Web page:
When making a right turn, you’ll be turning from a major road, onto a minor road. When signalling, it’s important that you use the MSPSL routine, signal in good time and avoid creating any confusion.
Before making a right turn, we need to let other road users know our intentions. We do this by the use of signals. Signal in good time to allow other road users time to react.
It’s equally important not to cause confusion by leaving the signal on after the turn. Our car’s indicators are designed to self-cancel once we straighten the wheel after a turn. However, sometimes signals remain active.
If you’re on a driving test, the examiner will expect you to check this and to manually cancel the signal if it remains active. A driving test can easily be failed if a test candidate leaves a signal on for too long.
Along with leaving a signal on after a turn, signals that cause confusion can occur if you apply them at the wrong time, prior to the turn.
Though you should signal in good time, it’s also important to signal at the right time. Signalling too early is likely to cause confusion, where drivers are expecting you to take another road.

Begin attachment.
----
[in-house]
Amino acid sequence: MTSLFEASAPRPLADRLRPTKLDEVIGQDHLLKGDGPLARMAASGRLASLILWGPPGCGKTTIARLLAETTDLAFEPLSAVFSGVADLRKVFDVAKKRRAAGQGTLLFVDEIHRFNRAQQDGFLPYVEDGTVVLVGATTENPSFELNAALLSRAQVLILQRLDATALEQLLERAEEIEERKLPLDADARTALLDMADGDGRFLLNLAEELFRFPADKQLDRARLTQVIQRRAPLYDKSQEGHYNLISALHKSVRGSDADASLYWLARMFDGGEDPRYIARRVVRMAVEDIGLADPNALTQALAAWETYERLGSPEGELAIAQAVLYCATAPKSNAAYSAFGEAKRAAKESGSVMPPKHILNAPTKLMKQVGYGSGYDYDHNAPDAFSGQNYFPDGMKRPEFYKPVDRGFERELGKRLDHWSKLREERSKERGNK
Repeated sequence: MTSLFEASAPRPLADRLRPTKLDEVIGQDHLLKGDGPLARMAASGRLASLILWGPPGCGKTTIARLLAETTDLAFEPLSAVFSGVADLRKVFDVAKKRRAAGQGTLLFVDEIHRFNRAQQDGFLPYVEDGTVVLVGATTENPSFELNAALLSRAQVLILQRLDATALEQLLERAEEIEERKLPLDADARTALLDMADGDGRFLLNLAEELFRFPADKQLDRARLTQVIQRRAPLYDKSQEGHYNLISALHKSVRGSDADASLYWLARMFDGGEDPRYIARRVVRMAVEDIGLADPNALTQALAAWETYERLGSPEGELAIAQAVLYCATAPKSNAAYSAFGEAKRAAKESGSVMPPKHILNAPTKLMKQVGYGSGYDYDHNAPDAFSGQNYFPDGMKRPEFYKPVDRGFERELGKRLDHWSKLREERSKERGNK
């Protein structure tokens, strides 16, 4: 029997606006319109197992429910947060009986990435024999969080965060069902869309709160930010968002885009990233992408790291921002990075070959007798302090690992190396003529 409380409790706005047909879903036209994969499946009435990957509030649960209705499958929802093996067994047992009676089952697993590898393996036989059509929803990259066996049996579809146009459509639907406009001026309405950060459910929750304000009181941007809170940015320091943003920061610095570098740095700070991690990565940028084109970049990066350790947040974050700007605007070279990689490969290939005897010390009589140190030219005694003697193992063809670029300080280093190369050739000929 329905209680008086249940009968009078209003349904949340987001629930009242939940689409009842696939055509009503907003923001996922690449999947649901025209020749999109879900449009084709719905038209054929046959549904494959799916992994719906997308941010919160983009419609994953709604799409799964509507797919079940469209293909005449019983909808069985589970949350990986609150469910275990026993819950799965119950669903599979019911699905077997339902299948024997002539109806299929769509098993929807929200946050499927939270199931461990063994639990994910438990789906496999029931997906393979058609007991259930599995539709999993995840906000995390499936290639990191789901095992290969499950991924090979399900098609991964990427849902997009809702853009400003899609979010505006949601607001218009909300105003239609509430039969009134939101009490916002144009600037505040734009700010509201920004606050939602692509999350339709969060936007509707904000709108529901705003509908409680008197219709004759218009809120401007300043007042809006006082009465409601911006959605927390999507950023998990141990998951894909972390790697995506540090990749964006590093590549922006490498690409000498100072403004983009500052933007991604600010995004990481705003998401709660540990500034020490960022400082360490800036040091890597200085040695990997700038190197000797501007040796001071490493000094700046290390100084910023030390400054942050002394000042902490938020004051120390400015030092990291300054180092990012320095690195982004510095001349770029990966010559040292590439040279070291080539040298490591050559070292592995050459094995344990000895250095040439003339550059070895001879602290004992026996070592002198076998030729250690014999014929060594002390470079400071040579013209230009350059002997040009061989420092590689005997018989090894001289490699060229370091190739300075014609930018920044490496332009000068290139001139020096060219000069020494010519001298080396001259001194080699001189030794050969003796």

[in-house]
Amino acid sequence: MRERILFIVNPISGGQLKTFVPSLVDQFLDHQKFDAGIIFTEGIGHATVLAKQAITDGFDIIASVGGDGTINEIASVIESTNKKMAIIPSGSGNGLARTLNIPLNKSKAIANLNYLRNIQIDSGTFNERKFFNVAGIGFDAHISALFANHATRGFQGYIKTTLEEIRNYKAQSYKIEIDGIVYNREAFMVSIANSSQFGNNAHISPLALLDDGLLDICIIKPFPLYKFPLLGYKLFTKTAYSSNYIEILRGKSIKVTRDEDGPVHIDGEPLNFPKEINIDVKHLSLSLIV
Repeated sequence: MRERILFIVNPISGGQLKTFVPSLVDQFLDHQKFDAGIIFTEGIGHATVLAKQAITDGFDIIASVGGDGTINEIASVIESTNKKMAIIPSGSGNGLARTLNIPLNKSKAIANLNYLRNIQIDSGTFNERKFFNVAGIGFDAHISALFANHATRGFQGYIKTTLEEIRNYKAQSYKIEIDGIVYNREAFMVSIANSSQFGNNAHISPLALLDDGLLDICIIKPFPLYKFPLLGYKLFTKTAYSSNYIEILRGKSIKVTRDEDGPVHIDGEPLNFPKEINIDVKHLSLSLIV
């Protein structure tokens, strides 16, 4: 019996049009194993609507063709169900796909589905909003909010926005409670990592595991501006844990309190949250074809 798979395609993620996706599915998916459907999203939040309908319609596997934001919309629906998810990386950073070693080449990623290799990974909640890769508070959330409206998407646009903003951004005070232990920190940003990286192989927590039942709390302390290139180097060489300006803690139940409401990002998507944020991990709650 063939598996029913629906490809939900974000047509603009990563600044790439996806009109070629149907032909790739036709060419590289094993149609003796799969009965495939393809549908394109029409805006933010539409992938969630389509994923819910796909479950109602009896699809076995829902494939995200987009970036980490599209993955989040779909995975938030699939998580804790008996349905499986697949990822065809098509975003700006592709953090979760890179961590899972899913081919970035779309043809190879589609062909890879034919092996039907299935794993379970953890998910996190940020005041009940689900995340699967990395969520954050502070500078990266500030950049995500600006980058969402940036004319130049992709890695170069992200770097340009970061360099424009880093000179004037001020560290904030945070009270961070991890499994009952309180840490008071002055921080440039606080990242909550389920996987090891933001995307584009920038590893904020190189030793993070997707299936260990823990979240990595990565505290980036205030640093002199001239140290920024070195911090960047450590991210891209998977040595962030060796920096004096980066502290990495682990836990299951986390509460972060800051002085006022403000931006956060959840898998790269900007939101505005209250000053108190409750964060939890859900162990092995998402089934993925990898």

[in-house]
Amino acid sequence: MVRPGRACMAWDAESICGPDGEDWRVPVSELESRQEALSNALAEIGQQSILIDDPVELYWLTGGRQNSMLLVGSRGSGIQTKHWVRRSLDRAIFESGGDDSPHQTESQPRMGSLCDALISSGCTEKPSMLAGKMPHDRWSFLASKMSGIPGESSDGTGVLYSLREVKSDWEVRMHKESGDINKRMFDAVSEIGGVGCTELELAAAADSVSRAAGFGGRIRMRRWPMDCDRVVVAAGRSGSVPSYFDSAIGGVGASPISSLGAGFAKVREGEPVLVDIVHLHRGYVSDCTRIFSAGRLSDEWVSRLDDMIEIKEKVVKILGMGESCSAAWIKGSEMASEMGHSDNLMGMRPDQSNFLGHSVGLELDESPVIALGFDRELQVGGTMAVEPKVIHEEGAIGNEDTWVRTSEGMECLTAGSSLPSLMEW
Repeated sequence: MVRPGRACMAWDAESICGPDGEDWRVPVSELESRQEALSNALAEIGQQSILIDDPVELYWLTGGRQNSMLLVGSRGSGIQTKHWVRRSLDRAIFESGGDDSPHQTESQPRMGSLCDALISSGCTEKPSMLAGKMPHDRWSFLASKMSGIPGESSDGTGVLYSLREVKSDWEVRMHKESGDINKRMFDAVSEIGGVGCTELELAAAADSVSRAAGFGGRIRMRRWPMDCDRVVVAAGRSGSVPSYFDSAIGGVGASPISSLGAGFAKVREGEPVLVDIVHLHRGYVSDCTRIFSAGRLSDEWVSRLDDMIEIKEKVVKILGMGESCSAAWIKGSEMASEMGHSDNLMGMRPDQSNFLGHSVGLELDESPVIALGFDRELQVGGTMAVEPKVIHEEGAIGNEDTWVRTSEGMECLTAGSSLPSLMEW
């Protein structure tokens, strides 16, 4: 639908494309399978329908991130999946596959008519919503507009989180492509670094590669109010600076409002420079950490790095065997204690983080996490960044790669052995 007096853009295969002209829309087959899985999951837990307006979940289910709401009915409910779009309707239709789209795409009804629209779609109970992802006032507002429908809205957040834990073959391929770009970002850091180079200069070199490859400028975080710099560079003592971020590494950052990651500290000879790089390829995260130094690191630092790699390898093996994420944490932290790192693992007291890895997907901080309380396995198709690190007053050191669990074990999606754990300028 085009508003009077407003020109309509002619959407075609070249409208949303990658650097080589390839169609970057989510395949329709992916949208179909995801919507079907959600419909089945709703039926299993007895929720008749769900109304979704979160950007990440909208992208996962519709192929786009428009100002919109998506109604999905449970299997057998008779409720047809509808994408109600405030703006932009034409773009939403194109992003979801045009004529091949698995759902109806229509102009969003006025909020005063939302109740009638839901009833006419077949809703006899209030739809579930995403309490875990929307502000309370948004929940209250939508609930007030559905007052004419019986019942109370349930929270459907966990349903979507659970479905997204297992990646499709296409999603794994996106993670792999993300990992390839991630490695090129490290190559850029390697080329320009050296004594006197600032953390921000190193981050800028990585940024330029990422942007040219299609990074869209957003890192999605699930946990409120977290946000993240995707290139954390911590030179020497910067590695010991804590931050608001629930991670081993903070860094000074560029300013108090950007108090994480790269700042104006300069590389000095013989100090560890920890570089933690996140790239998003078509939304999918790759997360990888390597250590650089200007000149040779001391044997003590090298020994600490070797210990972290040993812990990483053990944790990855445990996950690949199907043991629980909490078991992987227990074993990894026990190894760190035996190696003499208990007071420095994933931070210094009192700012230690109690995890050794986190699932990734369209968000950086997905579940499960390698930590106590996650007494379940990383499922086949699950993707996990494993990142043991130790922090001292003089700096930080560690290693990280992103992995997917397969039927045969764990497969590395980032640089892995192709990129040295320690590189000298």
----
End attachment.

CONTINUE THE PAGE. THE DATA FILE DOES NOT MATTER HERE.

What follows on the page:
Sometimes however, if roads are very close together, this is unavoidable. It’s often best to signal with the risk of confusion, rather than signalling very late, which could have dangerous consequences.
Should You Always Signal When Making a Right Turn?
It is recommended to always signal when making a right turn, regardless of whether there are other road users. There may be a pedestrian, cyclist or other road user that you may not have seen.